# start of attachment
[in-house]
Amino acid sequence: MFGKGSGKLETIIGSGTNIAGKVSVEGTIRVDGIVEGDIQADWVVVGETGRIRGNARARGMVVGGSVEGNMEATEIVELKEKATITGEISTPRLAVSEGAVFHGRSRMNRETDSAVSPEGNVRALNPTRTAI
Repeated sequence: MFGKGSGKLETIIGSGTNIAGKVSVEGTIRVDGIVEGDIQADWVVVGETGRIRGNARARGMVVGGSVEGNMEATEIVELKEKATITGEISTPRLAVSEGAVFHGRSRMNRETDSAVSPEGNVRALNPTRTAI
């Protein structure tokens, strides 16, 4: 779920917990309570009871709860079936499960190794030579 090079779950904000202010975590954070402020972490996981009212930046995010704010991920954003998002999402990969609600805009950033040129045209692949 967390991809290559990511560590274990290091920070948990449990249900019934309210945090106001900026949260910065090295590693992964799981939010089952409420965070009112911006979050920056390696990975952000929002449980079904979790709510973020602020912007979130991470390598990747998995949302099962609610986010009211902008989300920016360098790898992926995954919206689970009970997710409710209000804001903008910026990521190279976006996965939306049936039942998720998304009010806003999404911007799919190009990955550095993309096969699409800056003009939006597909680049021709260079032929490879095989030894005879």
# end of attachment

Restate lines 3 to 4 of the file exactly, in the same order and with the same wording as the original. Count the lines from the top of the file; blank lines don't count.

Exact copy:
Repeated sequence: MFGKGSGKLETIIGSGTNIAGKVSVEGTIRVDGIVEGDIQADWVVVGETGRIRGNARARGMVVGGSVEGNMEATEIVELKEKATITGEISTPRLAVSEGAVFHGRSRMNRETDSAVSPEGNVRALNPTRTAI
């Protein structure tokens, strides 16, 4: 779920917990309570009871709860079936499960190794030579 090079779950904000202010975590954070402020972490996981009212930046995010704010991920954003998002999402990969609600805009950033040129045209692949 967390991809290559990511560590274990290091920070948990449990249900019934309210945090106001900026949260910065090295590693992964799981939010089952409420965070009112911006979050920056390696990975952000929002449980079904979790709510973020602020912007979130991470390598990747998995949302099962609610986010009211902008989300920016360098790898992926995954919206689970009970997710409710209000804001903008910026990521190279976006996965939306049936039942998720998304009010806003999404911007799919190009990955550095993309096969699409800056003009939006597909680049021709260079032929490879095989030894005879």